Rick Hansen Institute
John Chernesky is the Consumer Engagement Lead at the Rick Hansen Institute. With nearly 25 years of lived experience of spinal cord injury (SCI) since being paralyzed in 1993, John has participated in dozens of research studies in addition to being a co-investigator on a number of research projects. His strong connection to the local SCI community as well as an international network of people living with SCI brings local, national and international consumer perspective to the SCI research field. He is recognized as a leader in engagement and integrated knowledge translation.
University of Louisville
Susan J. Harkema, PhD,Professor, holds the Owsley B. Frazier Rehabilitation Chair in Neurological Surgery and is the Associate Director of the Kentucky Spinal Cord Injury Research Center at the University of Louisville. Over the last 20 years, her research has focused on neural plasticity of spinal networks and recovery of function after spinal cord injury. Her more recent studies have shown that people with chronic paralysis can regain the ability to voluntarily move their legs and stand independently with epidural stimulation. This broadened the scope of the translational research program to include technology development to improve implantable epidural stimulators. Dr. Harkema has maintained an NIH funded research program since 1998 in neuroplasticity after human spinal cord injury and served as the Director of an NIH-funded program project grant from 1998-2008.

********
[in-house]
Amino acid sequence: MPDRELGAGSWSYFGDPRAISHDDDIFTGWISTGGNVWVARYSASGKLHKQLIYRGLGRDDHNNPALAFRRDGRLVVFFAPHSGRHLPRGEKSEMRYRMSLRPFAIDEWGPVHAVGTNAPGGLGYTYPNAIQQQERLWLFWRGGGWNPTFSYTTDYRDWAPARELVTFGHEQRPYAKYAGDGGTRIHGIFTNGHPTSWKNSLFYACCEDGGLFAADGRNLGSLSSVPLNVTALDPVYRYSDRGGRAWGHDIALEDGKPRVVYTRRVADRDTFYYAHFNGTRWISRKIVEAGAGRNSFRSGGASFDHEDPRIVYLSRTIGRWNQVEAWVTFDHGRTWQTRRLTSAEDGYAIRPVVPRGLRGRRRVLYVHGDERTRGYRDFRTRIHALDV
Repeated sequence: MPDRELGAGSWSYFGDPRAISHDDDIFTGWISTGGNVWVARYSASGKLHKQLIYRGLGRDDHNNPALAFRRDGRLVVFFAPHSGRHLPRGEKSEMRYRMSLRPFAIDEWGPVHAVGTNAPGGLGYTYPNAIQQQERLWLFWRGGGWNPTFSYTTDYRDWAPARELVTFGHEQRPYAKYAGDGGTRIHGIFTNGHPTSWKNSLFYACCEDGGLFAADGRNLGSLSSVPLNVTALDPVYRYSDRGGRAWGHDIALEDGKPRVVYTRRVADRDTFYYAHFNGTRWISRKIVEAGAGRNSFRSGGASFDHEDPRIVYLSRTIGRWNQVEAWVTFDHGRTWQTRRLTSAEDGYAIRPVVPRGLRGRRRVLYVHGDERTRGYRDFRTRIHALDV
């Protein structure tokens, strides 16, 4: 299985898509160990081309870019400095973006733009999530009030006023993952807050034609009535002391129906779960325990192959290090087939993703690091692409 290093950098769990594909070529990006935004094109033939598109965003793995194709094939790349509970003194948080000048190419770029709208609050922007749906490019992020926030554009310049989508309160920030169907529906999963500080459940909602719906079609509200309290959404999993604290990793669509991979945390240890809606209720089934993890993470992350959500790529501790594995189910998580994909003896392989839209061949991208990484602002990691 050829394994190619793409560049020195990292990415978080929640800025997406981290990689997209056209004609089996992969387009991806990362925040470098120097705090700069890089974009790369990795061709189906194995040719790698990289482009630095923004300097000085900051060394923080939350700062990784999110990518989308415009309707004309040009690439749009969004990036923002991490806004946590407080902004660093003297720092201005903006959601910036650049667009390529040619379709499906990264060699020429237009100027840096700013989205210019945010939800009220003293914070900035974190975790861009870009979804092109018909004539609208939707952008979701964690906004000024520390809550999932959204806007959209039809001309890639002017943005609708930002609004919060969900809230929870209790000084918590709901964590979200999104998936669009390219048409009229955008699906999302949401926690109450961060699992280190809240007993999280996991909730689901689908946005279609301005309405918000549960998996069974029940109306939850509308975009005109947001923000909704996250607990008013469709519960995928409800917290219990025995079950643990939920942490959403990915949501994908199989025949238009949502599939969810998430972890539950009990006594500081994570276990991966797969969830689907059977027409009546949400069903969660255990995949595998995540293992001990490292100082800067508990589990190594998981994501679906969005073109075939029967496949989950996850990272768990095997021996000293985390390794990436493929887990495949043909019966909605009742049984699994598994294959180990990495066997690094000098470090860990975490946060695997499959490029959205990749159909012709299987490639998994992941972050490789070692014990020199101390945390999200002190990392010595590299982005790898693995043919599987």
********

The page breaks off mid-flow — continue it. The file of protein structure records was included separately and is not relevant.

Dr. Harkema has published more than 180 scholarly manuscripts and book chapters. She has delivered over 100 worldwide lectures and keynotes, has been a grant reviewer for the NIH, Roman Reed, Mission Connect, FISM Society, and has sat on numerous advisory boards and review panels. Many of her 28 mentored graduate students and post-doctoral fellows have excelled in their careers.
Dr. Harkema has co-authored seven United States patents and has received several honors and awards throughout her career. In 2007, the National Spinal Cord Injury Association nominated her into the SCI Hall of Fame for Achievement in Research in Quality of Life, and in 2008, Dr. Harkema was a co-recipient of the Reeve-Irvine Research Medal, awarded to individuals who have made critical contributions to promoting repair of the damaged spinal cord and recovery of function. In 2011, Dr. Harkema received the Difference Maker Award from the Rick Hansen Foundation and the Breakthrough Award from Popular Mechanics. She received the John Stanley Coulter Award for significant contribution to the field of rehabilitation by the ACRM in 2012 and received the Innovator of the Year award from Business First in 2014.
Dr. Harkema earned her Bachelor of Science and PhD from Michigan State University and conducted her postdoctoral fellowship in neurophysiology at the University of California, Los Angeles.